|Issue No 37||29 October 1999|
Carnivale Changes An Assault On Working Class Migrants
Changes to the board of the multicultural arts festival Carnivale represent an attack on working class migrants by bureaucrats who want to see a return to a traditional folkloric festival.
NSW unions last night passed a resolution supporting the five Carnivale staff who have quit the organisation in protest over changes to the Carivale board, driven by the Premier's advisers without consultation with migrant communities or NESB artists.
They voiced their support after Carnivale director Lex Marinos outlined why he was quitting the post after three successful years. He said following new appointments by Premier Carr's office Carnivale would no longer be able to operate as an indpendent community organisation.
"This is hands-on interference by a government trying to take control of all the organisations it funds," Marinos says.
Labor Council secretary Michael Costa says Marinos and general manager Frank Panucci had played a valuable role in creating a genuine grassroots community festival, with activities concentrated in Sydney's west.
"If these people leave, there are real concerns that Carnivale will become nothing more than a tokenistic, assimilationist festival wear participants wear colourful cloths and perform interesting dances.
"What Marinos and Panucci have achieved is something for more genuine and relevant to contemporary multicultural Sydney. Their treatment is nothing short of a disgrace."
The Labor Council calls on the Premier to reconsider the recent appointments to the board and make all future appointments in consultation with migrant communities. The two vacant board positions should be filled through this process.
"There are real concerns for the viability of Carnivale if a new board and new staff have to prepare a state wide festival from scratch in 11 months," Costa says.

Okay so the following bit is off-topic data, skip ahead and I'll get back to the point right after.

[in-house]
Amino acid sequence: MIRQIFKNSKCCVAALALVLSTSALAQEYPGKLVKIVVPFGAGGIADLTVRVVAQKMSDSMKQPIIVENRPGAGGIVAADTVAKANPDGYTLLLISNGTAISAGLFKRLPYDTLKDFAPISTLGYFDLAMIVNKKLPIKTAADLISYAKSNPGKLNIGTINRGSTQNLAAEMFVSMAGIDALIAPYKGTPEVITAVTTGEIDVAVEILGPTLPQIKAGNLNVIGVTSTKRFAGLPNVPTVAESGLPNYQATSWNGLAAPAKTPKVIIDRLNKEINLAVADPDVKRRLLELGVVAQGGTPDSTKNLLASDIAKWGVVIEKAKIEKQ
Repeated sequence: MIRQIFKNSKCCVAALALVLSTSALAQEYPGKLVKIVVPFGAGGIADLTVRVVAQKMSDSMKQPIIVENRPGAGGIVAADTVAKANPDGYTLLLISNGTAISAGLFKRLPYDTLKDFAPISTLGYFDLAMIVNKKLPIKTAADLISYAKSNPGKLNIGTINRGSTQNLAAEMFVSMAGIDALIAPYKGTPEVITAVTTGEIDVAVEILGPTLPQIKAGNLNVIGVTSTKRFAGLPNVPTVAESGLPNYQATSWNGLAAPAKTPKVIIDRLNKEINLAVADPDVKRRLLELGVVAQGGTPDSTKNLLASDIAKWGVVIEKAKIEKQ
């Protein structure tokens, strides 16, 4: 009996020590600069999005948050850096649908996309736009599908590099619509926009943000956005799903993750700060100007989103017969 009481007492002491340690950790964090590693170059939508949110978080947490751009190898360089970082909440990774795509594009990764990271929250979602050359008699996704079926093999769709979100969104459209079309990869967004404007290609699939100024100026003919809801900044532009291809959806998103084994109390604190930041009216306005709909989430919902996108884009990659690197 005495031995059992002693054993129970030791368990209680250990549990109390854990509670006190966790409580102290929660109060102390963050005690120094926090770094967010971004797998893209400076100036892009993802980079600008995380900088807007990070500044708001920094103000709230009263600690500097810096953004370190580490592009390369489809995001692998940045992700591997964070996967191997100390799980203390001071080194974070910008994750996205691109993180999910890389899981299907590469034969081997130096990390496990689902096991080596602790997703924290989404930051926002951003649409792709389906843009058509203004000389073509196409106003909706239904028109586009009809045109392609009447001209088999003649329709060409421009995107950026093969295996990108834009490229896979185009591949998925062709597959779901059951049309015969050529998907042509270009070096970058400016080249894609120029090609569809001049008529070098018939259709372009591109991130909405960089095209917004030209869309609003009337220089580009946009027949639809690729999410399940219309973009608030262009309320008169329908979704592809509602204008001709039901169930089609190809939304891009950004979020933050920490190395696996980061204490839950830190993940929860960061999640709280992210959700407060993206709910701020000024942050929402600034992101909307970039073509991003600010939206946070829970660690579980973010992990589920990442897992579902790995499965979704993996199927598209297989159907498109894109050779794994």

Republic: Yes, It's Time
Opposition leader Kim Beazley invoked the spirit of '72 when he launched the ALP's Republic campaign.
Interview: What Price a Just Republic?
Magistrate Pat O’Shane is far from happy with the republican model. But she still believes a Yes vote is her best chance for genuine constitutional reform.
Economics: Who the EFIC are you?
If you have not heard of Export Credit Agencies, don't be surprised because it seems they're not too interested in letting the public know what they do.
Unions: Old Habits Die Hard
With the release of its blue print [email protected] the ACTU seems to know where it wants to go. But again it has failed to face up to the underlying structural issues preventing it from getting there.
Legal: Second Wave: Reith's Non-Right to Strike
Peter Reith has called his new laws the Workplace relations Amendment (More Jobs Better Pay) Bill 1999. If legislation is to carry these new, colloquial titles then the ‘More Control, Less Freedom’ Bill would be a better title.
International: Wahid’s New Team
Indonesias new government is blemished by Suharto-era appointees but an advance for reform, says Indonesia’s trade unions.
History: They Fought Them on the Airwaves
Radio broadcasts were an important weapon in the long-running struggle for equal pay.
Satire: Revealed: SOCOG Reserving Gold Medals for Tattersalls
The scandal over the secret allotment of premium tickets for the 2000 Olympics escalated today with the news that members of Sydney’s elite Tattersall’s Club will receive Gold Medals without actually competing.
Review: What The Age Wouldn’t Print
Some time before Monday 18 October, Age editor Michael Gawenda saw red and then got out his blue pencil. An article, heavily critical of Robert Manne, written by Overland editor Ian Syson, was pulled by Gawenda.
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Last Modified: 15 Nov 2005